Any mom worth her salt has figured out some tricks for surviving mealtime. With three little boys, I’m constantly chasing kids around, pleading with them to sit down at the table, and catching plates as they plummet toward the floor. Eating with one hand, being spilled on, racing to finish my meals before they’re eaten out from under me. I dreamed of lingering over meals, enjoying civilized conversation; instead I added short-order cook and hostage negotiator to my résumé and felt exhausted after every meal.
I cut down on messes with Happy Mats, one-piece silicone mats with built-in plates that stop little hands from throwing an entire plate on the floor. I slowed spills with ingenious silicone sippy cup lids that stretch to fit over nearly every cup I’ve encountered at home or away.
Yet I still struggled to keep everyone sitting down at meals. High chairs keep the littlest adjacent to the table but not actually sitting at it. Booster seats slipped off chairs or whacked the table when you tried to push the chair in.
Then we had child No. 3, Harry Houdini reincarnate. He escapes from nearly everything. Even using my husband’s belt as a restraint buckle failed to hold our little Harry in place. Bribes also failed to work. Once free, he darts around the room, peanut butter dripping from his hands, grabbing silverware from other tables, making a beeline for a stranger’s clean clothing.
Then one day I walked into a funky vegetarian restaurant in Belfast, Northern Ireland, anticipating another chaotic meal.
“Do you need a high chair?” the waiter asked me.
“He won’t sit in it,” I warned.
“I’ll bring it anyway,” he insisted.
I looked around. Where did they keep high chairs in this tiny place anyway?
The waiter returned to the table with something tucked under his arm. With a swoosh and a click the booster seat opened like some kind of origami project. One clip later it was secured to the chair, its straps wrapping around the back and under the seat.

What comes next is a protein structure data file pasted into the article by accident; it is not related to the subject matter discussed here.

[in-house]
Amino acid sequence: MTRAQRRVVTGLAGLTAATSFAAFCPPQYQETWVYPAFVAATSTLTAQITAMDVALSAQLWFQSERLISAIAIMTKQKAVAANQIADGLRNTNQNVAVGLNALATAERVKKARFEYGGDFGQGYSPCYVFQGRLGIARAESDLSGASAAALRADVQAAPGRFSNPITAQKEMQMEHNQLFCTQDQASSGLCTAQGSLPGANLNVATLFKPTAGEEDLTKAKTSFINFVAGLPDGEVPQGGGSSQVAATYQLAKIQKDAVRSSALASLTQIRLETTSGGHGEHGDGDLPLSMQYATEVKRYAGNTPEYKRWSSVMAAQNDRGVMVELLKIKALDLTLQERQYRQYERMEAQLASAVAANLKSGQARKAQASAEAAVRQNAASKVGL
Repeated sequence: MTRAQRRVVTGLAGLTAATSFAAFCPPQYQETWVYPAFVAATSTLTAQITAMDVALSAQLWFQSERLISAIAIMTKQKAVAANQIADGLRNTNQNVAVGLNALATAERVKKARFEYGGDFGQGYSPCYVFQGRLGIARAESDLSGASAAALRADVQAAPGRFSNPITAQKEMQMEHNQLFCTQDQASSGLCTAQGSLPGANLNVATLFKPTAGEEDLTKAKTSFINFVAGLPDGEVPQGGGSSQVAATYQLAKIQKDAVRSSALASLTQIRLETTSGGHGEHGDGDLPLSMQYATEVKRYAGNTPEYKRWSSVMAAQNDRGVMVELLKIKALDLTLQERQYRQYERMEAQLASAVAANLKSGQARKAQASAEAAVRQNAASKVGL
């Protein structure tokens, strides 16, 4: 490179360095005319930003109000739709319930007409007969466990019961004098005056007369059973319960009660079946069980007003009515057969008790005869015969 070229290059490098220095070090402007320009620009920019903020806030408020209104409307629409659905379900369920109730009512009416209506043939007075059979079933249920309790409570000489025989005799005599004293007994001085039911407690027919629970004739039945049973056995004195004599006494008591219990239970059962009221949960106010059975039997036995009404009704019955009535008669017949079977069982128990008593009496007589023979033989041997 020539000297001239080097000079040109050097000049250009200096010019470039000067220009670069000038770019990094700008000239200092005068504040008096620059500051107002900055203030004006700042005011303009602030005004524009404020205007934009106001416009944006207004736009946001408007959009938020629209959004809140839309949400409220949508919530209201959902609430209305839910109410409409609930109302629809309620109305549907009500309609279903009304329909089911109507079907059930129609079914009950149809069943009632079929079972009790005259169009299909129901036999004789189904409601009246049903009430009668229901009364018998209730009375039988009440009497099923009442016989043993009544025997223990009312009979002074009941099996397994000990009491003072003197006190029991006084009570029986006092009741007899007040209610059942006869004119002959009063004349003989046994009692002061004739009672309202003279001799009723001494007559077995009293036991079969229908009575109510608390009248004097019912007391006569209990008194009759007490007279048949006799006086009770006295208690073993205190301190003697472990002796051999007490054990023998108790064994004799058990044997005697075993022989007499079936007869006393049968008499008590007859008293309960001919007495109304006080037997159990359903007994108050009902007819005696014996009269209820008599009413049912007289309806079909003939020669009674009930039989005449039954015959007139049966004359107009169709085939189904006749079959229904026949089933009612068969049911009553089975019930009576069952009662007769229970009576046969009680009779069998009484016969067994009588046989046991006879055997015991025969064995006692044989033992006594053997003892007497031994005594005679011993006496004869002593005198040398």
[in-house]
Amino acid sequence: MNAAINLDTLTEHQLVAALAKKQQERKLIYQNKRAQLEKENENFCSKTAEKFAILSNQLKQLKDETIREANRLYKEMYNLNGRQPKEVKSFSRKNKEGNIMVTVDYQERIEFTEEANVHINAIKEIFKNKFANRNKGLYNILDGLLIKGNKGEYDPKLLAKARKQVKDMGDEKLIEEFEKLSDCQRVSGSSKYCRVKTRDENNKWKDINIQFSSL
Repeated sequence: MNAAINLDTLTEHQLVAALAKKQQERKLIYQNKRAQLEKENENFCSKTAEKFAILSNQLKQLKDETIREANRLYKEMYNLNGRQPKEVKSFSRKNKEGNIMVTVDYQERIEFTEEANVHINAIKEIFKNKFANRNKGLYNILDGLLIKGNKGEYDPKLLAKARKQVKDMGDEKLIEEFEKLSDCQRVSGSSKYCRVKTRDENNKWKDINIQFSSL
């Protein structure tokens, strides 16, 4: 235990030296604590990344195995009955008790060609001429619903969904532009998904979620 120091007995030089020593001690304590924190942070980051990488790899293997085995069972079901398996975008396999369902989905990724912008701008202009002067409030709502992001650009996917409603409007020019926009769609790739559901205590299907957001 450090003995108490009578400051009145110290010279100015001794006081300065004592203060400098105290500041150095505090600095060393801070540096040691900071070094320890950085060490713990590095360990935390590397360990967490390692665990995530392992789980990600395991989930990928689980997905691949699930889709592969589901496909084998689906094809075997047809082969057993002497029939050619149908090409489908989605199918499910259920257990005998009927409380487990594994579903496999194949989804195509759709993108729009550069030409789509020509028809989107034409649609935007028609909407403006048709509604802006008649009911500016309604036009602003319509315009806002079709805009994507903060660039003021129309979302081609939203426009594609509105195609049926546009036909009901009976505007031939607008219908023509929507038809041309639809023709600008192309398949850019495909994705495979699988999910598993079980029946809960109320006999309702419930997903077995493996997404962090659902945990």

I laughed and threw my husband a knowing glance. This seat would be no match for our 1-year-old. I braced myself for the loading sequence—little Houdini puts up a fight any time he senses he is going to be buckled into anything. My husband grabbed a snack from my purse and distracted the little guy while I strapped him in. Once the elastic straps were wrapped around him, he looked like he was wearing suspenders.
Realizing he was trapped, he tried all his usual moves. He pulled his legs up to this chest. He pulled his arms through the arm straps. He arched his back. He threw himself completely to the left, then completely to the right. He hung there like a rag doll. He was still in the booster. The booster was still on the chair.
The rest of lunch was a blur. At some point he abandoned his escape plans and simply sat and ate. The mess of his meal made a perfect circle around his chair, but I was well outside of the spray zone.
My Bombol Pop-Up Booster arrived before we were back from our trip. I packed it in a backpack and took it everywhere we went, amazing people as I clicked it open. Amazing myself as my child sat during meals. We now dared to dine at high-backed bar stools at restaurants and wide-armed dining chairs at friends’ houses. We safely returned to restaurants armed with our gear and a few activities. We don’t linger over meals, and conversation is far from civilized (tonight we mostly discussed poop). But we eat as a family, and our table is full of laughter.
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